This article is brought to you by ADM Forage First Patriot Feeds.
When you walk down a sidewalk, you’re subconsciously using your body to navigate the terrain, walk comfortably, and get to your destination in an efficient manner. Rarely are we conscious of the way we hold our elbows when we walk. Or if we’re taking short or long strides. Using your body might be second nature when you’re on the ground. But being aware and cognizant of body positioning in the saddle is key to becoming a better—and more confident rider. In this three-part series, I will be breaking down the importance of body position. As well as how to use your body effectively to become a better rider.
Does it really matter how you use your body in the saddle? Don’t we all sit the same way? Let’s break it down.
Do it for Him
I don’t like to say that I teach training techniques. Instead, I teach “people” techniques. The most versatile and well-trained horse in the world can only perform to the level of the rider. And so often poor balance and body position inhibit the horse’s movement. If your horse isn’t performing to the level you know he can, or if he isn’t using his body correctly, your body position might be the issue. If you’re looking to be the best partner you can be for your horse, you must learn to use your body properly while in the saddle.
I often see beginner riders or riders struggling with confidence that are passengers atop their horse. Working on your body position can take you from passenger to rider—and the difference slight changes can make is staggering. Understanding how to use your body effectively to communicate with your horse can also help build your confidence. A rider in control of their body will be in better control of their horse. If things go south, you can react and respond appropriately.
An Instinctual Reaction
If a horse becomes reactive during a ride, a beginner or unconfident rider will usually lock up. The immediate instinct is to go into a fetal position, becoming stiff and tense. Then, the rider will typically pull back on the reins while simultaneously squeezing with their legs as their fear grows. This sends mixed signals to the horse as he receives signals to go forward and backward at once, and results in further reactive behavior. Poor balance can result in increased fear for new riders. I believe that if you’re truly fearful, you can’t move forward until that issue is addressed. If you don’t trust your horse, your horse won’t trust you. Conquering the fear is the first step, as a rider that isn’t truly fearful can adapt quickly using these tips and improve their body position.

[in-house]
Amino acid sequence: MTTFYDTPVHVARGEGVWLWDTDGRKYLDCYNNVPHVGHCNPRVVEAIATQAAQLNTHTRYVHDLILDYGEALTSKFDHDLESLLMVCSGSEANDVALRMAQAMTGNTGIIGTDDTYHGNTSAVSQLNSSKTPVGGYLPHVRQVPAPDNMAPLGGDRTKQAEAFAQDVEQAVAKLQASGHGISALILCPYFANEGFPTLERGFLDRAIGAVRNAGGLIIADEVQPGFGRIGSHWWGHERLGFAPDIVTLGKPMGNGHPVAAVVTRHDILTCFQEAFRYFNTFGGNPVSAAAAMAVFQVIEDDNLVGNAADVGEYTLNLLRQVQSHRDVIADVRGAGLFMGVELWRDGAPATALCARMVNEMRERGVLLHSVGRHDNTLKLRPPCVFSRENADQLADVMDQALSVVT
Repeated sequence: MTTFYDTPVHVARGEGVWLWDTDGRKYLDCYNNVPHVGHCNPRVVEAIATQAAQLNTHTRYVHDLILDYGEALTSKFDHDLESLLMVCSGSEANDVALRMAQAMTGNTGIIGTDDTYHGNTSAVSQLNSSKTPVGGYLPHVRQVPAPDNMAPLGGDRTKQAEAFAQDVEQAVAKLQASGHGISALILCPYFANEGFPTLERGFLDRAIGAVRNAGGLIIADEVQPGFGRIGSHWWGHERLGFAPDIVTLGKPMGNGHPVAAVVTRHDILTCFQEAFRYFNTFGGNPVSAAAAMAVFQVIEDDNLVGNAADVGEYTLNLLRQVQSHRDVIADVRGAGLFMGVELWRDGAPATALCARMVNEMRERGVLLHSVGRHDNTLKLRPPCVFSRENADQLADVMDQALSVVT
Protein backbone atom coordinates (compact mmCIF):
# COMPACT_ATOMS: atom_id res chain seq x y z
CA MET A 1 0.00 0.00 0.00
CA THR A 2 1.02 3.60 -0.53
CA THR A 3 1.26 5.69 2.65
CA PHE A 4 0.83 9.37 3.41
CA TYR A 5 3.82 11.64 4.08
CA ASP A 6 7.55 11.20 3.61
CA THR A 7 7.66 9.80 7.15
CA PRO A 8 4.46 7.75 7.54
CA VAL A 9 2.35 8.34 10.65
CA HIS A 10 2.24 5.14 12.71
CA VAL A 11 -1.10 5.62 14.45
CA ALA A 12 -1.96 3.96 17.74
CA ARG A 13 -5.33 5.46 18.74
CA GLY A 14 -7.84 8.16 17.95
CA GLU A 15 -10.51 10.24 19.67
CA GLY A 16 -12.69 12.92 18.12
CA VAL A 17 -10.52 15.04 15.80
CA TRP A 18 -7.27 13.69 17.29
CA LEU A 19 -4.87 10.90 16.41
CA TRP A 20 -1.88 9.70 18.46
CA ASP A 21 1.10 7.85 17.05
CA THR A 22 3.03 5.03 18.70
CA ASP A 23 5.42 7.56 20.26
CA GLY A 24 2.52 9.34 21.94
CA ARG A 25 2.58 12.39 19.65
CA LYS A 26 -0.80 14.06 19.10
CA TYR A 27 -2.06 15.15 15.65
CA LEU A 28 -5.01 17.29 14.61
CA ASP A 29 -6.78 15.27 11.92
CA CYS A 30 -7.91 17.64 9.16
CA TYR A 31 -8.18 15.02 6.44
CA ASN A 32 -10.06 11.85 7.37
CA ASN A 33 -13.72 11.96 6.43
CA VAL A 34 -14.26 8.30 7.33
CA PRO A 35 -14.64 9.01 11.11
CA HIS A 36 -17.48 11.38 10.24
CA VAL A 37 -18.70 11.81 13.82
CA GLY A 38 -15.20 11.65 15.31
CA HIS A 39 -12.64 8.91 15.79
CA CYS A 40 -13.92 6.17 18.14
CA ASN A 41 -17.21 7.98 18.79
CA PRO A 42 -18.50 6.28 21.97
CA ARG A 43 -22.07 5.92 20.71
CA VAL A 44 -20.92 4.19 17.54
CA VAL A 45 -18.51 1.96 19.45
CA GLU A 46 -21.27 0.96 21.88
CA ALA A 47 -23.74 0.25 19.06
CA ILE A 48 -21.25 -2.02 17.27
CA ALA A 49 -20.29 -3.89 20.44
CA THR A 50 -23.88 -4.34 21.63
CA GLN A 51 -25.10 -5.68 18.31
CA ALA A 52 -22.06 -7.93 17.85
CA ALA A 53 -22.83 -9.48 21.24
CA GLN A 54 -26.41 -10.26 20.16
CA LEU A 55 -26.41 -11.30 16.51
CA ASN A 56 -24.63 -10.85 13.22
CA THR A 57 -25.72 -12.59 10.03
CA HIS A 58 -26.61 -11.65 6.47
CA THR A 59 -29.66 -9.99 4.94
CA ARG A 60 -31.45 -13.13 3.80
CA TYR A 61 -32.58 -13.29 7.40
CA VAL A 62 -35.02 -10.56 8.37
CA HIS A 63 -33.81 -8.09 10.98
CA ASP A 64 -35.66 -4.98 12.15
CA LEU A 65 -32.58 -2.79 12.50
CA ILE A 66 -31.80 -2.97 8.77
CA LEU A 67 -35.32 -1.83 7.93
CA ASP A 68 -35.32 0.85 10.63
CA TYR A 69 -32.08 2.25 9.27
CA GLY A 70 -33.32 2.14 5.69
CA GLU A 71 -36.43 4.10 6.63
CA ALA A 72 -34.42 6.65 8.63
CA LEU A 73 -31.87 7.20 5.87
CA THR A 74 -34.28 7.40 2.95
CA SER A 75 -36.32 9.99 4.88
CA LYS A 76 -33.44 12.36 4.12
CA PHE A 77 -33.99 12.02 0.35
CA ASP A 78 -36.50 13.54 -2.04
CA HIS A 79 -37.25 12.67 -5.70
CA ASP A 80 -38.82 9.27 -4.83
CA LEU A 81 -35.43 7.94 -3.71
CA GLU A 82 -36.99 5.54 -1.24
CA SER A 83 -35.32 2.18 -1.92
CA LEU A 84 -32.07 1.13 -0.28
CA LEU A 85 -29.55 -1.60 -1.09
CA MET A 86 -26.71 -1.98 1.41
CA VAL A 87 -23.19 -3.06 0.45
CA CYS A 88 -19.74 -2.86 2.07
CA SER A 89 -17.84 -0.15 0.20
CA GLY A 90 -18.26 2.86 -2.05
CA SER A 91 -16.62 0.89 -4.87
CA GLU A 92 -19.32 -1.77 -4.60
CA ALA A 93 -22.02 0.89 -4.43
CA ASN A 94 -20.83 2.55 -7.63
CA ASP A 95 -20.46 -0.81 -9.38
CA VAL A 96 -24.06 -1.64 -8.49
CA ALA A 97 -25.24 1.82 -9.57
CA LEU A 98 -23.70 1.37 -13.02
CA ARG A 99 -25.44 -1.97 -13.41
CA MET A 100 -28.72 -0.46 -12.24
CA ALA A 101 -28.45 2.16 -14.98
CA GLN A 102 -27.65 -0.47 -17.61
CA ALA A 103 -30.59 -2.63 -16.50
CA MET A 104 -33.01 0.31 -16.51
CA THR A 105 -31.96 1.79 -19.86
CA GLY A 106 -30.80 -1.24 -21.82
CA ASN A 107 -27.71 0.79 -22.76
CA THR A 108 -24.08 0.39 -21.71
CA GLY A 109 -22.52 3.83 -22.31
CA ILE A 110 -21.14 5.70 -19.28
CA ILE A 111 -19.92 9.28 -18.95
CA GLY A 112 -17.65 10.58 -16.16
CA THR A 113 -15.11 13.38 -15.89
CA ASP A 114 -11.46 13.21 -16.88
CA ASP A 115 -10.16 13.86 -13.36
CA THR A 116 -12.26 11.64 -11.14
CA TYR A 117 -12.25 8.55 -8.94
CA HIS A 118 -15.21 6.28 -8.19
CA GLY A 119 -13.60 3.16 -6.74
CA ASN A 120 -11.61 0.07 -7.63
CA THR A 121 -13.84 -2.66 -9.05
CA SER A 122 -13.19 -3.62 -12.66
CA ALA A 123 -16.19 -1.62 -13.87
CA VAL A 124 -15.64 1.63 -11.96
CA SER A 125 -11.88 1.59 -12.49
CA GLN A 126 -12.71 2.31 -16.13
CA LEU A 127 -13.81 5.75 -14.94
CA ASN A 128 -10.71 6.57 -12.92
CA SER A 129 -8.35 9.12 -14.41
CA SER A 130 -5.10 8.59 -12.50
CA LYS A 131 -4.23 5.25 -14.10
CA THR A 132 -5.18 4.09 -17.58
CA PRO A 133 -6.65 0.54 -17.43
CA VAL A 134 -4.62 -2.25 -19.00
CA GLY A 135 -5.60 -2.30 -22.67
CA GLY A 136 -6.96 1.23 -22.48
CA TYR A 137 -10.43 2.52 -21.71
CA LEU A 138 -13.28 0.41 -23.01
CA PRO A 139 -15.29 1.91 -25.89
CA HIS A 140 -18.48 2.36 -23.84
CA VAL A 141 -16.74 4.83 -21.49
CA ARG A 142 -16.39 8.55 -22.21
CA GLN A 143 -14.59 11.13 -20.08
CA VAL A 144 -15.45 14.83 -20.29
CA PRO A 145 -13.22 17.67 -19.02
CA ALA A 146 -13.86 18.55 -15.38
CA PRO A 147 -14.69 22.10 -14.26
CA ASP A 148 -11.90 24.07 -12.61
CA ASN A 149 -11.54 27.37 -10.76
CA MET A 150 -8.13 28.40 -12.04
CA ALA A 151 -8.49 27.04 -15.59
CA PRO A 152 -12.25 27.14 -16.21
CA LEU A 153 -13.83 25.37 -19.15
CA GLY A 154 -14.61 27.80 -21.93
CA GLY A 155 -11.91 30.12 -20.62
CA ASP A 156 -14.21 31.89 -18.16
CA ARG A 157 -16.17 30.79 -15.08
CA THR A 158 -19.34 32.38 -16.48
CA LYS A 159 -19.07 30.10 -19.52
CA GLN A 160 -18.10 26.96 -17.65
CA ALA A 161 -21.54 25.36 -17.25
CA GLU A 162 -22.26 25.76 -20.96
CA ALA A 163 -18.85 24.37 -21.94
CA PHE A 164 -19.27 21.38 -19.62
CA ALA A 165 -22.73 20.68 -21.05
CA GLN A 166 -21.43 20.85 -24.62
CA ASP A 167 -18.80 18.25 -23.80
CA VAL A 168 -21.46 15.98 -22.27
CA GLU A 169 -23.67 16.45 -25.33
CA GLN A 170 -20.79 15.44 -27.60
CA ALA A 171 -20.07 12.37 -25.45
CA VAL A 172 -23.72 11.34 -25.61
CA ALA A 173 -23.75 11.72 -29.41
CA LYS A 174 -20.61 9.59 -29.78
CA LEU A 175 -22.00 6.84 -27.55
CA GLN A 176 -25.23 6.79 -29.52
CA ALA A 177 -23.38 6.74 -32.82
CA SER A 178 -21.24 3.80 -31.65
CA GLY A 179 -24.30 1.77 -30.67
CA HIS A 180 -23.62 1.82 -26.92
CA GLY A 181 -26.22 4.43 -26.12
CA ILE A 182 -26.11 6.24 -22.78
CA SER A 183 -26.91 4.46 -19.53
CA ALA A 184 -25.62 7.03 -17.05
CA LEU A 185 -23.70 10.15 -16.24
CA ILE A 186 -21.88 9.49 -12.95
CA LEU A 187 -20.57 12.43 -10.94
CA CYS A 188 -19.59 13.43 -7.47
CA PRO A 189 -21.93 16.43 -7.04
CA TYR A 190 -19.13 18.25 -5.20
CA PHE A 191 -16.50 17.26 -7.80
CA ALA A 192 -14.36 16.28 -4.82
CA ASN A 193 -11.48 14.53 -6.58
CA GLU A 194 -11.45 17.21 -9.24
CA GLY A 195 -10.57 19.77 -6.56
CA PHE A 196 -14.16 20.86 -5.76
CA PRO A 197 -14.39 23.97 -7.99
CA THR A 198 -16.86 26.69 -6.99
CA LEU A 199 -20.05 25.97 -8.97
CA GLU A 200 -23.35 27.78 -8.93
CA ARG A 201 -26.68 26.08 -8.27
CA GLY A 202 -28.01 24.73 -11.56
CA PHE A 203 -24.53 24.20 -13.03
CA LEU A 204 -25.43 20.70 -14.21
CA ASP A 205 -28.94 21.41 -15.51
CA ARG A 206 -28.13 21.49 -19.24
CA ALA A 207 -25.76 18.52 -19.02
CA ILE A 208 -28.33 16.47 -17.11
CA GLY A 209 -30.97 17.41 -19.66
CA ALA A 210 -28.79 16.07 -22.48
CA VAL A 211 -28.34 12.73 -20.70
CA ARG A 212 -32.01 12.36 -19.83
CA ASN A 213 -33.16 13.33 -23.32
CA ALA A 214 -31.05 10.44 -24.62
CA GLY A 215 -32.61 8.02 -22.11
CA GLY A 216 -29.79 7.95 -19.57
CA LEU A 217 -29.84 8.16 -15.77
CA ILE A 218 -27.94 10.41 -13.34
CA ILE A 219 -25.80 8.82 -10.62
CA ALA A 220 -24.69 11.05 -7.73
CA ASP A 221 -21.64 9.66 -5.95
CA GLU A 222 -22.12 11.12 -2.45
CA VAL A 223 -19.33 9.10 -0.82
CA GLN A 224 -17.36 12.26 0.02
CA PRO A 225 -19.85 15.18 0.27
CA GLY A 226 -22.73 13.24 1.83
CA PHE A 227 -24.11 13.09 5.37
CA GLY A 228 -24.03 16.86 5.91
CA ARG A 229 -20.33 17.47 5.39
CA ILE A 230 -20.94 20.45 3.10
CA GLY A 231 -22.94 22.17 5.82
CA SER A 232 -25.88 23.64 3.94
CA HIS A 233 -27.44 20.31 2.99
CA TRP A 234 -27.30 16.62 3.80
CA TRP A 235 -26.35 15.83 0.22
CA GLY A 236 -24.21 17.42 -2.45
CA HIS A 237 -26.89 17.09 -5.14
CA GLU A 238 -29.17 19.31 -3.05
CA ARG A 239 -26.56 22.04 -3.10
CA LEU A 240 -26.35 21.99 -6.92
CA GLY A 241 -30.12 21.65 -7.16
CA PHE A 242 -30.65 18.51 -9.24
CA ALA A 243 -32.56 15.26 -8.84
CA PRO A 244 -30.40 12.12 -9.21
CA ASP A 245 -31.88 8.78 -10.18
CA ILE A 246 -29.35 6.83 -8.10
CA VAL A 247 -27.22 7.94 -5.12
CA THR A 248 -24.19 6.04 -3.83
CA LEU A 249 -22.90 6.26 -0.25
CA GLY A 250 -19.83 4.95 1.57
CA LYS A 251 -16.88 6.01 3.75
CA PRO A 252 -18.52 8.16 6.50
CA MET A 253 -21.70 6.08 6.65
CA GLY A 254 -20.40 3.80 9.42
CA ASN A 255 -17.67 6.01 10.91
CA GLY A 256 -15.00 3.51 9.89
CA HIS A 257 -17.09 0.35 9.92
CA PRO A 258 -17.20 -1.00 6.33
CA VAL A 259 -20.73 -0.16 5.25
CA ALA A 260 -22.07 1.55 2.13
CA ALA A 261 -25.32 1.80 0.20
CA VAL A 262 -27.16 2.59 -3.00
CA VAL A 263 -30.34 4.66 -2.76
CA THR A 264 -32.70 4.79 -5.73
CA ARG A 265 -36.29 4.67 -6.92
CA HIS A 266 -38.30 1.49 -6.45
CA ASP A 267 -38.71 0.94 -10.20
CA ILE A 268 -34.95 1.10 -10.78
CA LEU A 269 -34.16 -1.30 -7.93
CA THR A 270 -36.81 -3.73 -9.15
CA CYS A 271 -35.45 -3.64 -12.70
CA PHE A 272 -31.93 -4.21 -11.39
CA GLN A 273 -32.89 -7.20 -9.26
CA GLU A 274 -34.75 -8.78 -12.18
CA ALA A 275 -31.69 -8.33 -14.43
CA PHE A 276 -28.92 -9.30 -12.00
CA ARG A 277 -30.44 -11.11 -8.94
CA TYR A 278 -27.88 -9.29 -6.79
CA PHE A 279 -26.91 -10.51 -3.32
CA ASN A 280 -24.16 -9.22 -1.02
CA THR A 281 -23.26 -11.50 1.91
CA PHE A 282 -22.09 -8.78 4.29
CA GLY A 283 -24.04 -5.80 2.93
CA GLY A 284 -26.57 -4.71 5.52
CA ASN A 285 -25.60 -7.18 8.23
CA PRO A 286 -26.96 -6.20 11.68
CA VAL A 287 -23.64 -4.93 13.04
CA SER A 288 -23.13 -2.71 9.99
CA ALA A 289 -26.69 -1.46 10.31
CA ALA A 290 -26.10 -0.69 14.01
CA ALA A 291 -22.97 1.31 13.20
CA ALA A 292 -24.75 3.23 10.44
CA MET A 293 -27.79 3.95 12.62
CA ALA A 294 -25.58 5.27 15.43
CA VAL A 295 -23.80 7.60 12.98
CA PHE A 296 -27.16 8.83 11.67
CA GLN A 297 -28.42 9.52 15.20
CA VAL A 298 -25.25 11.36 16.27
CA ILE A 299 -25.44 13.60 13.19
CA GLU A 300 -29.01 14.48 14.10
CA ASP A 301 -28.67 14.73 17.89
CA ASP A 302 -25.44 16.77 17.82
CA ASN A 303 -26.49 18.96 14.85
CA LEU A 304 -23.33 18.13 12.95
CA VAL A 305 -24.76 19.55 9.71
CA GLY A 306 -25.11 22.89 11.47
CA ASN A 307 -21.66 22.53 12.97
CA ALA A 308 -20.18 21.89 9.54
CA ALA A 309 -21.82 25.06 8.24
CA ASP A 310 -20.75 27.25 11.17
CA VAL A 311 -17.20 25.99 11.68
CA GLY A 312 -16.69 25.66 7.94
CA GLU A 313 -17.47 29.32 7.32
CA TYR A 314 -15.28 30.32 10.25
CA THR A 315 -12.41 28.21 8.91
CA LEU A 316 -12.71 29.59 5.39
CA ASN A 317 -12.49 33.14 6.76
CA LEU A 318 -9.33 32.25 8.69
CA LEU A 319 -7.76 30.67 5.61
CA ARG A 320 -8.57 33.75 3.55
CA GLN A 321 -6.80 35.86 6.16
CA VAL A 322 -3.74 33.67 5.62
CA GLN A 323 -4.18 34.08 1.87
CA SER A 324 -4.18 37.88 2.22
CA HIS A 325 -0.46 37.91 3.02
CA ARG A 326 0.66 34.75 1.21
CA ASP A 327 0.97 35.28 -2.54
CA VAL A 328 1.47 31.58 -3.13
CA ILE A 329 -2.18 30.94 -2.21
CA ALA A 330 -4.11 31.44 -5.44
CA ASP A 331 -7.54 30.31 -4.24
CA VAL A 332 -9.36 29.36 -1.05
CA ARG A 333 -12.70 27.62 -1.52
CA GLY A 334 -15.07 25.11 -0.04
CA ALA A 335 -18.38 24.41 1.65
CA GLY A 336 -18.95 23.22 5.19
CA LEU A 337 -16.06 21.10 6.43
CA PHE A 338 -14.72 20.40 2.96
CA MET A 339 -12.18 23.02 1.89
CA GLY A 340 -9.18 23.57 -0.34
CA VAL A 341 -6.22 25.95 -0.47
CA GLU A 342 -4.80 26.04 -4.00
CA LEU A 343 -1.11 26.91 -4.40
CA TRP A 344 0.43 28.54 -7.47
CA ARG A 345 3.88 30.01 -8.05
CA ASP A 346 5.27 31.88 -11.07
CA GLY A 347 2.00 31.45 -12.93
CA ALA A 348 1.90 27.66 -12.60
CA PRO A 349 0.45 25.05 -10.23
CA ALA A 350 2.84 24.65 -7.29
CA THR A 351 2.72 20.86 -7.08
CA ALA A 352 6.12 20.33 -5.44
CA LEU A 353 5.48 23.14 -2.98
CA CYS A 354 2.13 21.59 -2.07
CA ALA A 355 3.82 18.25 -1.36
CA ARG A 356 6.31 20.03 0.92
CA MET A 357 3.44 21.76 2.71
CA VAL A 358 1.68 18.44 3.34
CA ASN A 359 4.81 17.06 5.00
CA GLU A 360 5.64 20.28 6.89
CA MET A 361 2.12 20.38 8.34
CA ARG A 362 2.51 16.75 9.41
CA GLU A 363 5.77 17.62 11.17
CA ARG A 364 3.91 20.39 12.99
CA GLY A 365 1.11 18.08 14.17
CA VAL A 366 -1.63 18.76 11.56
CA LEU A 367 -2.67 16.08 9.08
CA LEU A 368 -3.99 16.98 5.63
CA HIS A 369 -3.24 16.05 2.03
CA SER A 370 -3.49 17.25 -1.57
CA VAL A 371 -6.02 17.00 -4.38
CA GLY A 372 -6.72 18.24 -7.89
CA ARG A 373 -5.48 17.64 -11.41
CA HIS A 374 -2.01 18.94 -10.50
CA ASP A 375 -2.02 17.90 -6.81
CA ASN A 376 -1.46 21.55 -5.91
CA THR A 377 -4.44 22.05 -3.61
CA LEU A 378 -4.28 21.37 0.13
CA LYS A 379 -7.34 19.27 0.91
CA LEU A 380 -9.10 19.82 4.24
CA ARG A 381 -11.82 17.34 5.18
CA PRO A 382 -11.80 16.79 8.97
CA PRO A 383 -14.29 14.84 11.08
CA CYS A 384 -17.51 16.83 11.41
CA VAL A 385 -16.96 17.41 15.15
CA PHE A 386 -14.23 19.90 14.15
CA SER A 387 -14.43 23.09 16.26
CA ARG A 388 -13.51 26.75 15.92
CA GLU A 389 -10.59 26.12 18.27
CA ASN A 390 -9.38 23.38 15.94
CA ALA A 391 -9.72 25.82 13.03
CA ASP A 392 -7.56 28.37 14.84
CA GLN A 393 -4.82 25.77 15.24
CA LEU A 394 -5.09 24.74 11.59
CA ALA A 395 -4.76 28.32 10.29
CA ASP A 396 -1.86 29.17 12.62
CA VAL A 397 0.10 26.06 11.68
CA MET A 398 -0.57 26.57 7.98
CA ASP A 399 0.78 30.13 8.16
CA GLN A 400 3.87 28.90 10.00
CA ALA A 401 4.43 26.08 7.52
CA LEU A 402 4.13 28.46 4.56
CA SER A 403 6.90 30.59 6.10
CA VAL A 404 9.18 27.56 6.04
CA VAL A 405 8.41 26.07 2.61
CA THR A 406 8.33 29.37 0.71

If you think of yourself as a dance partner to your horse, you can see why using your body correctly can directly impact him. A partner that constantly steps on your toes, pushes you out of frame, and drags you around the dance floor, does not a good dance partner make. A horse’s weight is 60% in the front end. However, he is a rear-wheel-drive vehicle. As he moves, he must shift weight to his hind end to propel himself forward. And you can hinder this with incorrect body positioning. Leaning forward makes it more difficult for him to drive from the hind and can cause unnecessary strain on his front legs. You must sit in the middle of your horse to allow him to use his body correctly. Now, you can certainly ask for him to move his body differently by shifting your weight forward or backward. But this must be intentional—and he must be allowed to understand what you are asking.
Find the Middle
How do you know where the middle of your horse is located? Draw a line from the middle of the withers to the point of the shoulder. And then another line from the point of the hip to the bottom of the buttocks. Draw a third line from the withers to the hip and a final line along the bottom line – point of shoulder to the bottom of the buttocks. You should have a trapezoid. If you continue the line from the top of the withers and the line from the hip up over the back, following the same angle, you will make a triangle. The point of the triangle is where the horse should be perfectly balanced at the top. That’s where our shoulders should be. If our shoulder gets ahead of, or behind the triangle, it will change the balance of that triangle. And in turn, change the balance and movement of your horse.
Using your body correctly and being mindful of body position while riding, isn’t just something the pros do. In fact, I would argue, that to rise to that level of riding, you must be acutely aware of body position. This is something that impacts every horse, every ride, and every rider.
In part two of this series, we’ll break down the proper position of the head, elbows, and shoulders. By learning proper body position while you ride, you’ll improve your balance, communication with your horse, and confidence—and allow your horse to travel correctly in the process.
Terry Myers is a leading trainer, teacher and national clinician, but above all he is a true horseman. Myers has trained stock and hunter horses for state, national and world competition. But he doesn’t just train the show horse. His training is for all horses regardless of the discipline. He incorporates work with both horse and rider to achieve balanced movements. Through Myers’ 50+ years of experience and work with thousands of horses and riders, he has developed coaching and demonstration methods which provides logical information that is easily understood and put to use. Consistent feedback from clinic attendees is confirmation that Terry’s training ideology and teaching style produces results.